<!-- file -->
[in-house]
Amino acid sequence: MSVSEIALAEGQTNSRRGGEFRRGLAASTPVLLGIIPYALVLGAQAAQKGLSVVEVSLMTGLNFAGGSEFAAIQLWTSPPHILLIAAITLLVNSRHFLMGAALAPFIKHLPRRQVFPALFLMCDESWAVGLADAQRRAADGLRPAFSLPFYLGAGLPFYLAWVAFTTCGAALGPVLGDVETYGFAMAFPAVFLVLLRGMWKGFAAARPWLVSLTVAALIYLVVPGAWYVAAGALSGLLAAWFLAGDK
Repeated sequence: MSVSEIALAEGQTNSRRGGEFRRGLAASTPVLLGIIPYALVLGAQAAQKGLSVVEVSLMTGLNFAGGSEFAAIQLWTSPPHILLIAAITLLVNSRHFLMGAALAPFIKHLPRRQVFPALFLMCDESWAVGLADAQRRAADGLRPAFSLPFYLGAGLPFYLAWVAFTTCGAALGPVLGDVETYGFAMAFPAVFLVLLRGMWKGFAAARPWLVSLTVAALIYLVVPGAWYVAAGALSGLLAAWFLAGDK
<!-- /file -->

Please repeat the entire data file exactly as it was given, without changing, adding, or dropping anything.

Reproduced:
[in-house]
Amino acid sequence: MSVSEIALAEGQTNSRRGGEFRRGLAASTPVLLGIIPYALVLGAQAAQKGLSVVEVSLMTGLNFAGGSEFAAIQLWTSPPHILLIAAITLLVNSRHFLMGAALAPFIKHLPRRQVFPALFLMCDESWAVGLADAQRRAADGLRPAFSLPFYLGAGLPFYLAWVAFTTCGAALGPVLGDVETYGFAMAFPAVFLVLLRGMWKGFAAARPWLVSLTVAALIYLVVPGAWYVAAGALSGLLAAWFLAGDK
Repeated sequence: MSVSEIALAEGQTNSRRGGEFRRGLAASTPVLLGIIPYALVLGAQAAQKGLSVVEVSLMTGLNFAGGSEFAAIQLWTSPPHILLIAAITLLVNSRHFLMGAALAPFIKHLPRRQVFPALFLMCDESWAVGLADAQRRAADGLRPAFSLPFYLGAGLPFYLAWVAFTTCGAALGPVLGDVETYGFAMAFPAVFLVLLRGMWKGFAAARPWLVSLTVAALIYLVVPGAWYVAAGALSGLLAAWFLAGDK